Think about this for a second. What if you actually got what you deserved? The blessings I enjoy come in and through the Savior and His mercy…not because I’ve earned anything. Can I qualify for certain blessings? I suppose, but that is only because God is very kind, more kind than He is required to be. I know that every blessing comes “by obedience to that law upon which [the blessing] is predicated” (D&C 130-21), but if that were the only way blessings came, I would be stuck. Bad. Because I’m a sinner, and not that good at qualifying for blessings. If I got what only what I really, really I deserved, I don’t think I’d like that. And if you only received the blessings you deserved, I don’t think you’d like it, either.

I believe that Kate Kelly’s choices up until last week may have qualified her to be excommunicated from the Church. But if you and I spend too much time determining what someone else deserves, we may get what we deserve… We should be shouting, “Thank goodness I don’t only get what I deserve!”

“Good! I’m glad she’s out!”

From one perspective, Kate Kelly’s excommunication is good. She has a chance at a fresh start. The church has the right to protect itself. Maybe this stanches some harm to both parties. We’ll see.

But I can’t think of anywhere where the Savior celebrates the excommunication of any of His disciples. He celebrates the cessation of sin or apostasy or rebellion. He celebrates the repentance of His people, for sure. But if there is “great joy” over one soul that repents (D&C 18:13), the opposite must be true for one soul that chooses not to in this situation or that. Why would any other disciple of Christ feel cause to celebrate the loss of a member of Christ’s Church?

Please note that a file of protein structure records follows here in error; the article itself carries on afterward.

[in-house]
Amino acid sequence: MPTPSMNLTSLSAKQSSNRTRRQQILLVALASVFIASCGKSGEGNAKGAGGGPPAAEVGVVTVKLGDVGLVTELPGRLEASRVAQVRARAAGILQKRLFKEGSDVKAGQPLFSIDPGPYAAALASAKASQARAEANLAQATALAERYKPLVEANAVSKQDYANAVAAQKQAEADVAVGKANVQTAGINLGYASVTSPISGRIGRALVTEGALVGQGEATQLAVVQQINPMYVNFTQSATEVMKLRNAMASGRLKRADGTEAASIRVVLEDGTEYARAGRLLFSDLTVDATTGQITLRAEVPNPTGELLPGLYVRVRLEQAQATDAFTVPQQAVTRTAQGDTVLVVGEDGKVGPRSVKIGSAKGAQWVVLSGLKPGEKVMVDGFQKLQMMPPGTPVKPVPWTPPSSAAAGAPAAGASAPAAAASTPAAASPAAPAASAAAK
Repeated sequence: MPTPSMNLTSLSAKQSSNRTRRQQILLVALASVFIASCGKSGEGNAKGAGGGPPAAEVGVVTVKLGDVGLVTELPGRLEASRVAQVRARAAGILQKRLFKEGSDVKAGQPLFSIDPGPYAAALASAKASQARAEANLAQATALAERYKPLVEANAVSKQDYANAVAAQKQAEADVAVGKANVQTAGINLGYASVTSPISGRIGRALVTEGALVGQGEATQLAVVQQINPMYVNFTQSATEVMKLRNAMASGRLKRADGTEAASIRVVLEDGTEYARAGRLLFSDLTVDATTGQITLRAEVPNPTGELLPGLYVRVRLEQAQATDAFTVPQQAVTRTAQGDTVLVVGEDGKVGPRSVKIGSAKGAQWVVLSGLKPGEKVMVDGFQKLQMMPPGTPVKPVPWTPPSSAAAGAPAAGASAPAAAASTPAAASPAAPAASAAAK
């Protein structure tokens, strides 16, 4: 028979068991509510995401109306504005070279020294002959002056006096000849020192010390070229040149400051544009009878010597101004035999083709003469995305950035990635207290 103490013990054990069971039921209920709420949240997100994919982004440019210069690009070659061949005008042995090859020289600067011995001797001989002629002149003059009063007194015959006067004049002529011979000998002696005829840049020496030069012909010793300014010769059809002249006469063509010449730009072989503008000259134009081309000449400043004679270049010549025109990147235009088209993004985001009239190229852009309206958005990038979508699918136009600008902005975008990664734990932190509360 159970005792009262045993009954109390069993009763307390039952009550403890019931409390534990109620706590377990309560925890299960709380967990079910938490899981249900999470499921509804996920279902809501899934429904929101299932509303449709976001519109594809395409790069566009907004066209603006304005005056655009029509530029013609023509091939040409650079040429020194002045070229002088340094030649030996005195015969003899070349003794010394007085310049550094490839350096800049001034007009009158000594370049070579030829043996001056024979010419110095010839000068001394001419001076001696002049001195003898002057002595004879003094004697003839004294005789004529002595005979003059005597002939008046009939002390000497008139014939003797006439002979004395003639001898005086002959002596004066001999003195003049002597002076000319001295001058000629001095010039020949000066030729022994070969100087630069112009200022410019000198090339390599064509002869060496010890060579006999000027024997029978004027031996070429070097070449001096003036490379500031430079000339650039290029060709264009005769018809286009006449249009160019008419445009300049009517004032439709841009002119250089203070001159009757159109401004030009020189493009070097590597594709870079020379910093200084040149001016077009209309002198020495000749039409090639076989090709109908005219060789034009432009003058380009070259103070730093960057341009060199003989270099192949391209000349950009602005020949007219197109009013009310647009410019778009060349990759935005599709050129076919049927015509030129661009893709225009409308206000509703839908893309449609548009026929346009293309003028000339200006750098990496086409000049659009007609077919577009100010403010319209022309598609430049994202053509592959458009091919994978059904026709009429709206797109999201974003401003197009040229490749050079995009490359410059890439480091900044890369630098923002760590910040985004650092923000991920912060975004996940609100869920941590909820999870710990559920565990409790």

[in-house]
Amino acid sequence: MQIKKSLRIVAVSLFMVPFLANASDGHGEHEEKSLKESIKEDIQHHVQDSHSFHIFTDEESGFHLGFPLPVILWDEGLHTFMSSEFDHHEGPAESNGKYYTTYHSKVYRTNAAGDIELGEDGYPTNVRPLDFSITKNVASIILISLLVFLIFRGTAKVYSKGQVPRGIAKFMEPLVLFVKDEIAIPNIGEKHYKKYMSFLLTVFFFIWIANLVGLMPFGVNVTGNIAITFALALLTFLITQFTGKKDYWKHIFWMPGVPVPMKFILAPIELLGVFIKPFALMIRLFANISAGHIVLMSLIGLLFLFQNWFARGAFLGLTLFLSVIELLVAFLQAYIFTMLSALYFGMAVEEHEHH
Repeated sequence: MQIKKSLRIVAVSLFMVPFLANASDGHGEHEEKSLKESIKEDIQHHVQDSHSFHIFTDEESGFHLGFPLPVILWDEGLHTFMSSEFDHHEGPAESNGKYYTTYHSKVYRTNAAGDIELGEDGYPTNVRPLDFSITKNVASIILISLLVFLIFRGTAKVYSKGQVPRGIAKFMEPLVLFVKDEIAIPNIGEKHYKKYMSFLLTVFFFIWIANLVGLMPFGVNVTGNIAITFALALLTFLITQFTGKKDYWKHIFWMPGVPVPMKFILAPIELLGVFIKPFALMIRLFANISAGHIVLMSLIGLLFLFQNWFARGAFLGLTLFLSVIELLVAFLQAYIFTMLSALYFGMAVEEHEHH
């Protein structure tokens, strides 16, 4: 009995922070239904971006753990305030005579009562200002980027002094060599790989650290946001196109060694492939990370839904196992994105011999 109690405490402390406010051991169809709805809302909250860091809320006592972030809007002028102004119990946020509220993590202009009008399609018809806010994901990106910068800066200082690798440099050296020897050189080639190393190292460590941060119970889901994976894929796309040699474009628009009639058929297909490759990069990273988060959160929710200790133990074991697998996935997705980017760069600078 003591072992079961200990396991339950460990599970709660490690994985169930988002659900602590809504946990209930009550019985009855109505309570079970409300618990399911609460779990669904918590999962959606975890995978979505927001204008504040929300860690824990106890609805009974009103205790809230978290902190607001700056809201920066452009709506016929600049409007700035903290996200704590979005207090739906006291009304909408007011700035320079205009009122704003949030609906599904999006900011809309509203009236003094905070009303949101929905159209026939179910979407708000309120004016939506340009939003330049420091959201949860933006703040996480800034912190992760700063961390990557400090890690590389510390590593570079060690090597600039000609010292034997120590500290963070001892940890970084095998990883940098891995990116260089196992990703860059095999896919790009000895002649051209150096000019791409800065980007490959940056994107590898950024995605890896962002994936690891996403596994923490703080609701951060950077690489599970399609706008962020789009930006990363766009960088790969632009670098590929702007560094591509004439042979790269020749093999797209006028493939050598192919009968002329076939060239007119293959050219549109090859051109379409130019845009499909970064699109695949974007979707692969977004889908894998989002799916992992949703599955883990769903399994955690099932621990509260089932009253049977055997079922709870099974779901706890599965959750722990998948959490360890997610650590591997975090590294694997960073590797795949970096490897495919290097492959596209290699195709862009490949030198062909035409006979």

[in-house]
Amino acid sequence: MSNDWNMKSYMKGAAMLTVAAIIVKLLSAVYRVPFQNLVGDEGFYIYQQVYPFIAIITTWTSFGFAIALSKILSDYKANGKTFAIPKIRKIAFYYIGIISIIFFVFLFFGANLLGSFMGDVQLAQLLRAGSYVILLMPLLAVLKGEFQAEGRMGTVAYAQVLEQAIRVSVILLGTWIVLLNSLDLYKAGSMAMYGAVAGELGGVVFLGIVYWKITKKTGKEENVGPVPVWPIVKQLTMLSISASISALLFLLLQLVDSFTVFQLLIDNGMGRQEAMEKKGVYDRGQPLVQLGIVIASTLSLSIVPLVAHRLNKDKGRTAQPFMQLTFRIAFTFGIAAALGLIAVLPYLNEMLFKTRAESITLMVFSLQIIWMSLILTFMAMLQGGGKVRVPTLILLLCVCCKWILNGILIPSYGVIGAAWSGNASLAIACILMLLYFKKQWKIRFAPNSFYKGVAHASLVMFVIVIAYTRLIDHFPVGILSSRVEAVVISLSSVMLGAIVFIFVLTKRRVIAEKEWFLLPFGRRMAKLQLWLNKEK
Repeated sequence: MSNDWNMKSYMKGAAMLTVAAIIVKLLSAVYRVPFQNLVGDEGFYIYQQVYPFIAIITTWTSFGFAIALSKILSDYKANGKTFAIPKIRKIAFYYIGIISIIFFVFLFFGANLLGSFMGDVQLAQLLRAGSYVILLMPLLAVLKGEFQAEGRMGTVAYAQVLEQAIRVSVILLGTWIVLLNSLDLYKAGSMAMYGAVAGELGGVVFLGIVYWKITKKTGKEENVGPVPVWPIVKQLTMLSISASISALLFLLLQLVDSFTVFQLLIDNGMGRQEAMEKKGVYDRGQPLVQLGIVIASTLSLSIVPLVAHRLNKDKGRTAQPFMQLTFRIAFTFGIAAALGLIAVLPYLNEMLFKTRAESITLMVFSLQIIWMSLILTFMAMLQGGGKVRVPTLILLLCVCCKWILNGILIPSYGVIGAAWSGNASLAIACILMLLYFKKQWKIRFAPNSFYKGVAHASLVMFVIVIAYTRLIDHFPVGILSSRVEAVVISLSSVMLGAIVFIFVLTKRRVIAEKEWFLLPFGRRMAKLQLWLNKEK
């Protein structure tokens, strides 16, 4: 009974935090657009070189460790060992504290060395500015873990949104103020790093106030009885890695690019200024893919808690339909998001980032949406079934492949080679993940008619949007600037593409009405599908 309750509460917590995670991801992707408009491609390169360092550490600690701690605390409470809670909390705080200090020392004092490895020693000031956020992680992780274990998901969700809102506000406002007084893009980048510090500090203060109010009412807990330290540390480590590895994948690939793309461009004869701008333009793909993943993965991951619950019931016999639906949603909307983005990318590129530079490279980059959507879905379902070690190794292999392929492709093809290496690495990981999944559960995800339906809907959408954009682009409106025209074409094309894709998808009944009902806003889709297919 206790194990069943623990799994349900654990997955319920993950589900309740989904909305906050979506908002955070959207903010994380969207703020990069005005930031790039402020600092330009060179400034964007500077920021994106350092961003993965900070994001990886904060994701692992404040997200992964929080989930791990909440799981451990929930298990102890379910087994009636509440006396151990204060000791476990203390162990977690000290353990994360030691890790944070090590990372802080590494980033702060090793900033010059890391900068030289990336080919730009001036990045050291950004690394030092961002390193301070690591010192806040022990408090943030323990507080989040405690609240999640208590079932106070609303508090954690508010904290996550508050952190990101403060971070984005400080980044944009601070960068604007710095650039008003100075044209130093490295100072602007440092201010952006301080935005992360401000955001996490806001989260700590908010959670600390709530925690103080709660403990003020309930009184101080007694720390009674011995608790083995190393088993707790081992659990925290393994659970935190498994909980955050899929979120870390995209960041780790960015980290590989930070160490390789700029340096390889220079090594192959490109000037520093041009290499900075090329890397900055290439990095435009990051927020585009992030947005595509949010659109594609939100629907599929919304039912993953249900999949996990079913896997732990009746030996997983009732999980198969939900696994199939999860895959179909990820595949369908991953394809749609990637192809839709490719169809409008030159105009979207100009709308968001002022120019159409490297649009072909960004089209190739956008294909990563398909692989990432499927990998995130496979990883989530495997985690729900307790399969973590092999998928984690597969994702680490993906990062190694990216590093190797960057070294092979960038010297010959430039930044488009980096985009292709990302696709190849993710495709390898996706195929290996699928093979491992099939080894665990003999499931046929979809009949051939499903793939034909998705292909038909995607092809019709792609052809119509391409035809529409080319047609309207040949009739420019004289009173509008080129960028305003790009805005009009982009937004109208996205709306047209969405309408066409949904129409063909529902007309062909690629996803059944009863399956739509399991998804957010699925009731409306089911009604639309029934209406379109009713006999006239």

I’m not glad Kate Kelly is out. I wish she were in. And one day she may well be back in. Back with us. That would be cause to celebrate… “Good! She’s back in!”


Let me also end with some transparency. I have probably said or thought these two thoughts at some point as well. I’m often frustrated by those who seem to, from my perspective, slow down the progress of the church and the spread of the gospel. I lose my temper, my cool, and my ability to even approach a Christ-like attitude…and I lose those things all the time. I lose perspective regularly and don’t see things the way Christ does. And for that very reason, I’m going to try–really try–to be less unkind when someone else seems to be doing the same thing…

Be Encouraging…